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Wolf pack confirmed in Washington State

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Conservation Northwest camera captures first known images of pups in the “Lookout Pack”

After ten years of conducting wildlife surveys using remote cameras, Conservation Northwest has captured photographs of six wolf pups residing in the North Cascades.

Wolf pack confirmed in Washington State

SIx wolf pups are seen in Washington for the first time on over 80 years. Photo: Conservation Northwest

Twisp, WA Jul 23, 2008

After ten years of conducting wildlife surveys using remote cameras, Conservation Northwest has captured photographs of six wolf pups residing in the North Cascades.  In response to consistent wolf sighting reports in recent years, staff at Conservation Northwest coordinated with agency biologists and local volunteers to place four remote cameras in the North Cascades.  Yesterday, they hit the jackpot. 

Volunteers conducting a routine camera check Sunday evening discovered several images of wolf pups and a recently collared male adult, possibly the sire.  They also recorded sounds of wolf pup howls.  The wolf pack, dubbed the “Lookout Pack” by agency scientists, is the first documented wolf pack in Washington State since the 1930s.  Today, the Washington Department of Fish and Wildlife received confirmation from DNA lab results that two adult canids collared last Friday in the Methow Valley are pure wolf, likely having moved in from Canada.  Individual wolves also have been documented in northeast Washington, though a resident pack has yet to be confirmed in that area.

The news of the wolf pack in Washington comes on the heels of a recent injunction by a federal judge to temporarily reinstate federal protection for wolves in the northern Rockies, an area that includes the eastern third of Washington State.  With that injunction, wolves are again protected by federal law in the entire state of Washington, at least until the case is decided later this year.

In the meantime, the Washington Department of Fish and Wildlife has convened a diverse group of stakeholders, including Conservation Northwest, to develop a state conservation and management plan for wolves.  “We’re working together to make sure that as wolves return to Washington they are managed in a way that is compatible with the needs of local ranchers and deer and elk hunters, while still allowing them to recover throughout the state,” said Jasmine Minbashian, special projects director for Conservation Northwest.

A new study published earlier this month by researchers at Oregon State University suggests that the temperate rainforest of Olympic National Park is suffering from the elimination of wolves and subsequent domination by herds of browsing elk.  Many streambanks in the park have been largely denuded of young trees needed for recruitment future old trees.   Streamside ecosystems in the park today bear little resemblance to the narrower and vegetation-lined rivers of the past.  As a result, the park is a very different place than it was 70 years ago, the researchers said.  Riparian areas in the north-central Cascades with its abundant deer populations could experience similar benefits from the return of wolves.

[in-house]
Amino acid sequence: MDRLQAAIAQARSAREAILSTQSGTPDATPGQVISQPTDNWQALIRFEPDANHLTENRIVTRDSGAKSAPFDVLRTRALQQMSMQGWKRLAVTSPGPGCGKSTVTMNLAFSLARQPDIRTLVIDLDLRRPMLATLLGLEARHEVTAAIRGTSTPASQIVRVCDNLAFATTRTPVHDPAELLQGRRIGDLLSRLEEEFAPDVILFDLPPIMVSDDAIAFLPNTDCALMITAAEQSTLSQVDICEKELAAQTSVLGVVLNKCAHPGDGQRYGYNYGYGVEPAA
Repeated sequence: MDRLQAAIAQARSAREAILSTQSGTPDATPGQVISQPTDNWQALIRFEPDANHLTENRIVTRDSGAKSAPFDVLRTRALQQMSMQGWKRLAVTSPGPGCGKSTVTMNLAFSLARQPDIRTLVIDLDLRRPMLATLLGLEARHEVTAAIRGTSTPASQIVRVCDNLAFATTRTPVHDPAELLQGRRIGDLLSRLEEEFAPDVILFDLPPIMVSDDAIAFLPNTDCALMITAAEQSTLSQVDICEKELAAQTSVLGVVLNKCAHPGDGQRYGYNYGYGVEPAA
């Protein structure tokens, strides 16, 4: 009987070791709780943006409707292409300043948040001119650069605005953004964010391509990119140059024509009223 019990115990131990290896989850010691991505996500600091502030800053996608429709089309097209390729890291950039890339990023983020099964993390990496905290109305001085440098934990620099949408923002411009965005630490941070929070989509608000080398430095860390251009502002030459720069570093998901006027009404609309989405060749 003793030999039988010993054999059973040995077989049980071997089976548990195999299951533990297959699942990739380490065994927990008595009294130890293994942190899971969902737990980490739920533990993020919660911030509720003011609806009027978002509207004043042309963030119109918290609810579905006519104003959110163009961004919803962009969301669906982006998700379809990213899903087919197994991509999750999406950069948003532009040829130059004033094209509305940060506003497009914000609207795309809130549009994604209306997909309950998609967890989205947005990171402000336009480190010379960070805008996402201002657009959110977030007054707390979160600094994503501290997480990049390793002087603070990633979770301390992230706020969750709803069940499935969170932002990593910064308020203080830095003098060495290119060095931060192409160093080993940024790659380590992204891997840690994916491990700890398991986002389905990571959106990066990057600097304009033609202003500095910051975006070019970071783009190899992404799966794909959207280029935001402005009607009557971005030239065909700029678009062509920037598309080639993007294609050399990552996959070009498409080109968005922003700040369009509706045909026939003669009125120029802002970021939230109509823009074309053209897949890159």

“Conservation Northwest is honored to be a part of the effort to document the return of the wolf to the Cascade Mountains,” Minbashian said.  “Wolves not only bring life back into the wilderness, they can help restore the Cascades ecosystem.”  

Listen to audio of wolf pup howls. 

Additional background of Cascades gray wolf

 The "Cascade Mountains wolf" is a subspecies of the gray wolf that has lived in the forested regions from the Cascade Range to the Pacific Coast. Early settlers described the wolf as "common" and speculate that one or more wolf packs may have occurred in each of all major river drainages. Yet with the arrival of settlers came animosity towards the wolf, government-sponsored bounty payments, and the eventual extirpation of the wolf and nearly all other large predators, like the grizzly bear, from large parts of the Northwest. The gray wolf, along with other top carnivores such as bear and cougar, controls movement of prey populations so that a landscape may support a healthy ecosystem. 

About Conservation Northwest’s wildlife monitoring program

 The Cascades Citizen Wildlife Monitoring Project involves volunteers on the ground to create citizen science to better understand wildlife movement and presence on both sides of the Cascades crest. Citizen's science combines wintertime snow tracking with year-long motion-sensitive remote camera work. The program has captured images of lynx, wolverine and now wolves. To view a slideshow of images from our wildlife monitoring program visit:

 ***Additional photos and audio of wolf pups available***



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